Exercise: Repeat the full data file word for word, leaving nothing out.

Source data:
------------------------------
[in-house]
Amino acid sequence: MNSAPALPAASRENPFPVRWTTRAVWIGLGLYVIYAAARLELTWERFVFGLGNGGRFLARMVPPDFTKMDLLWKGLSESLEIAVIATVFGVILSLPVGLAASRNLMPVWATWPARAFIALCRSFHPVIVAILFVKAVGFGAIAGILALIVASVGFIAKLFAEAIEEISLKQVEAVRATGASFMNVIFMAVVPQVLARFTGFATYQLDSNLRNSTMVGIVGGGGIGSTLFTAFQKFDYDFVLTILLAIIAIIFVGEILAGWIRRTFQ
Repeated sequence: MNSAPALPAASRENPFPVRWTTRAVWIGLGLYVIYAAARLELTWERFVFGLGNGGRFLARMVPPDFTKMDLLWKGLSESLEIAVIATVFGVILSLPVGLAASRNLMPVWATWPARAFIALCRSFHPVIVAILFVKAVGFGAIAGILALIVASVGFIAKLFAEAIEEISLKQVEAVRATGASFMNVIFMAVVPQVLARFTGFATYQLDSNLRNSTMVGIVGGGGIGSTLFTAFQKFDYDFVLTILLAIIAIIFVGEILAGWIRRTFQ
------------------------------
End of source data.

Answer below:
[in-house]
Amino acid sequence: MNSAPALPAASRENPFPVRWTTRAVWIGLGLYVIYAAARLELTWERFVFGLGNGGRFLARMVPPDFTKMDLLWKGLSESLEIAVIATVFGVILSLPVGLAASRNLMPVWATWPARAFIALCRSFHPVIVAILFVKAVGFGAIAGILALIVASVGFIAKLFAEAIEEISLKQVEAVRATGASFMNVIFMAVVPQVLARFTGFATYQLDSNLRNSTMVGIVGGGGIGSTLFTAFQKFDYDFVLTILLAIIAIIFVGEILAGWIRRTFQ
Repeated sequence: MNSAPALPAASRENPFPVRWTTRAVWIGLGLYVIYAAARLELTWERFVFGLGNGGRFLARMVPPDFTKMDLLWKGLSESLEIAVIATVFGVILSLPVGLAASRNLMPVWATWPARAFIALCRSFHPVIVAILFVKAVGFGAIAGILALIVASVGFIAKLFAEAIEEISLKQVEAVRATGASFMNVIFMAVVPQVLARFTGFATYQLDSNLRNSTMVGIVGGGGIGSTLFTAFQKFDYDFVLTILLAIIAIIFVGEILAGWIRRTFQ